Song For John McCain

December 7, 2011

Via Newsday


A pile of stools for $575,000. A cabinet full of surgical instruments for a cool $2.5 million. The global economy’s in a tailspin, but among the world’s elite collectors, works are selling for record prices.

Walking around Miami Beach last weekend, taking in the 10th edition of its extravagant Art Basel art fair, you sensed something strange in the air. Patou’s “Joy” drifting off the pashmina? Polished walnut wafting out of the Bentleys? More basic than either: the ineffable aroma of money itself, rising from the art out for sale. By the end of the first day, a customer at Mary Boone’s booth had spent $575,000 for a pile of battered stools turned into a nest—by Ai Weiwei. A blue lozenge on a white rectangle—by Ellsworth Kelly, on view at Matthew Marks—had gone for $1.5 million. A glass cabinet full of surgical instruments, by Damien Hirst, had sold for nearly $2.5 million at White Cube’s stand. Despite the big names attached to these objects—and whatever their artistic worth—any normal observer would immediately wonder: Stools, for half a million dollars? Three times that for some plain paint on canvas? Why is art so damned expensive?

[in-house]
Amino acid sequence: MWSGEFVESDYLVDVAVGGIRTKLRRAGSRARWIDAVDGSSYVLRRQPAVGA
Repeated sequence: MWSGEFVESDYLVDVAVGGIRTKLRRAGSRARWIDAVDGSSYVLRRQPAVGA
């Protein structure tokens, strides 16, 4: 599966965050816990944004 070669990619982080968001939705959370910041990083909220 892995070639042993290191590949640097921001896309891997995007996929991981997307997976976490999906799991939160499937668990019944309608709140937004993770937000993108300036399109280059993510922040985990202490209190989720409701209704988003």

There is a pile of simple, and basically unsatisfying, explanations. There’s scamming: The veteran New York dealer Arne Glimcher speaks of the “scuzzy” people who keep the Warhol market hot by manipulating his auctions. Simon de Pury, chairman of Phillips de Pury auction house, has counted a dozen other price boosters. He says a bigger picture is always worth more than a small one. He notes that you pay a premium for a piece once owned by someone famous. And he points out that something that has been shown in a museum is worth extra. But such explanations only tell us why one object might sell for more than another. They don’t tell us why so many buyers in Miami spend more on a picture than the rest of us spend on a house.